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0 comments | November 09, 2006 | 10:31 AM | posted by Mike Reitz

From the James Madison Center for Free Speech

November 9, 2006

Supreme Court Asked to Reject Effort to
Extend McConnell v. FECto Govern Union "Opt-In"

On November 8, the James Madison Center for Free Speech asked the Supreme Court to reject an effort to extend a statement in McConnell v. FEC, 540 U.S. 93 (2003), into a union-regulation context where it has no application. The Madison Center made its argument in an amicus curiae brief that it filed on behalf of the National Federation for Independent Business Legal Foundation in the consolidated cases of Davenport v. Washington Education Association ("WEA") (No. 05-1589) and Washington v. WEA (No. 05-1657). The Campaign Legal Center made the effort to extend McConnell in its own amicus curiae briefs (one before and one after the Court accepted the case for review).

At issue in these consolidated cases is Washington State's requirement that unions obtain consent from nonmembers before using the "nonchargeable" portion of the nonmembers' "agency fees" for political activity. "Agency fees" are amounts equal to union dues that Washington compels non-union-member employees in union shops to pay to the union. Included in the mandatory agency fee is a "nonchargeable" amount, i.e., the amount not used by the union for collective bargaining but for other activity such as political activity. Nonmembers willing to make public their objection to the union's use of nonchargeable amounts may receive a refund. For those nonmembers unwilling to publicly state this objection (which could be for a range or reasons), Washington has implemented the opt-in requirement to assure that nonmembers' rights are not violated by compelled association (with the union) and compelled speech (by having their money fund union speech).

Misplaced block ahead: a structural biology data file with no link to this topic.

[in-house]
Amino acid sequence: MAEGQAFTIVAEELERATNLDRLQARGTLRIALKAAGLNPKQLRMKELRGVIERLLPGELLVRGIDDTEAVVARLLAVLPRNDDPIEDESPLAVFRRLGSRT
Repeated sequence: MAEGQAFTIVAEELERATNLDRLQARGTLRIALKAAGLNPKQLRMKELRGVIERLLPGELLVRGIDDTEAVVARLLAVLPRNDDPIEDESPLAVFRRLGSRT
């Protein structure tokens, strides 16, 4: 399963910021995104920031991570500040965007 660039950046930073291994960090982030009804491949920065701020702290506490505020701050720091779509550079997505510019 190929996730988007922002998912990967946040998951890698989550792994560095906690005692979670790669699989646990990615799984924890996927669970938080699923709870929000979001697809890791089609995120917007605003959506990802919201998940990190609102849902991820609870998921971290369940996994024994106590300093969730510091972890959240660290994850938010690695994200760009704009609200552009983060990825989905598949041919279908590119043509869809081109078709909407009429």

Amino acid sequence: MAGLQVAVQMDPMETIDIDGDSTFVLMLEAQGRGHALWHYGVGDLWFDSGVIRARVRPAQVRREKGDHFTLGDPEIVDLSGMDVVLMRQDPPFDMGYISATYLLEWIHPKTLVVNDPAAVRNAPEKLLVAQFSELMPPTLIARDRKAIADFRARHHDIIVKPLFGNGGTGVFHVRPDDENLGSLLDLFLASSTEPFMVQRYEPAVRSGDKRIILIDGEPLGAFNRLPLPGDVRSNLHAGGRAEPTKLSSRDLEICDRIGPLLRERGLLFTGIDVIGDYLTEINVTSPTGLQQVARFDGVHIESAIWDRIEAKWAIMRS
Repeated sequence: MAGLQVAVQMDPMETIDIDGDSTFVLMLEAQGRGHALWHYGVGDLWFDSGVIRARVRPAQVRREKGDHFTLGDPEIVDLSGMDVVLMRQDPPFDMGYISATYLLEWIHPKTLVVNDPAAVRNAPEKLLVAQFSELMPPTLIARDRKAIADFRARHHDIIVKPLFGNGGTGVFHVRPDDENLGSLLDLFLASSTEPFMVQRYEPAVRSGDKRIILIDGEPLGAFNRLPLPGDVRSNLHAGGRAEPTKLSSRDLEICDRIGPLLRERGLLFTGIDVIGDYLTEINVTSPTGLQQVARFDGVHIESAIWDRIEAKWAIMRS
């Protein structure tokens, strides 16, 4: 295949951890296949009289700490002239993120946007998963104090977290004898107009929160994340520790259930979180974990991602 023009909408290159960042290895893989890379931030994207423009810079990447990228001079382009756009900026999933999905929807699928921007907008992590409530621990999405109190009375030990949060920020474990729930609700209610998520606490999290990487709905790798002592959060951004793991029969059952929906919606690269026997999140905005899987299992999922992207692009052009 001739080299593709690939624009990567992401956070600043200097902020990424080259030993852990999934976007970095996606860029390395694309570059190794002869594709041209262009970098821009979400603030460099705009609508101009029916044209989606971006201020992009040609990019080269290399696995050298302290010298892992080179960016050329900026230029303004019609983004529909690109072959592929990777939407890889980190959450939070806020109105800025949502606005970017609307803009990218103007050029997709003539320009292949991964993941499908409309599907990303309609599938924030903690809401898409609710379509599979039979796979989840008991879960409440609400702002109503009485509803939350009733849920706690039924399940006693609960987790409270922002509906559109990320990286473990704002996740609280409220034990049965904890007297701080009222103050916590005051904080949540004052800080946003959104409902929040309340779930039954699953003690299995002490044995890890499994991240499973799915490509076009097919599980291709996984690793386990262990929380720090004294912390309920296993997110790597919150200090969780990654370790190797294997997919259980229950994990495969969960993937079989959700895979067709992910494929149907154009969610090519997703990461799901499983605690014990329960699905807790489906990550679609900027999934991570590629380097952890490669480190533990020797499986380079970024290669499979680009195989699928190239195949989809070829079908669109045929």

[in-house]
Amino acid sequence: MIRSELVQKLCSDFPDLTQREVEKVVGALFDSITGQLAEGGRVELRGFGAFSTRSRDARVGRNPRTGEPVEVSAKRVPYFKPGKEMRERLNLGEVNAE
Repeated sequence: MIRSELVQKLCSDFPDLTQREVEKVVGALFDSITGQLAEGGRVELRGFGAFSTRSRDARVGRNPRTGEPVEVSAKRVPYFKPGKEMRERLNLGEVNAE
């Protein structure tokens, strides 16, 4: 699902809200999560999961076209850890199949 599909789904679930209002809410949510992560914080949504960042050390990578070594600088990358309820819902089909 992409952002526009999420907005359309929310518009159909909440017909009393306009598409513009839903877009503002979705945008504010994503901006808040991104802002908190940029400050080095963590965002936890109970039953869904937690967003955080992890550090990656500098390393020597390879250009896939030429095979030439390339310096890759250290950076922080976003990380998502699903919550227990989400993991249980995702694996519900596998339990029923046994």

James Bopp, Jr., attorney for the NFIB Legal Fund in drafting this brief, comments: “Where people voluntarily associate with a corporation or union by paying money, that corporation or union is free to use that money for any lawful purpose, which in this case includes political activity. A similar effort to require consent for political activity from person who provide money as voluntary members, shareholders, and donors has been repeatedly rejected in Congress, including as an amendment to the Bipartisan Campaign Reform Act of 2001. It was rejected then and should be now. It is not required by McConnell or the Constitution.”

Entire press release available at www.jamesmadisoncenter.org

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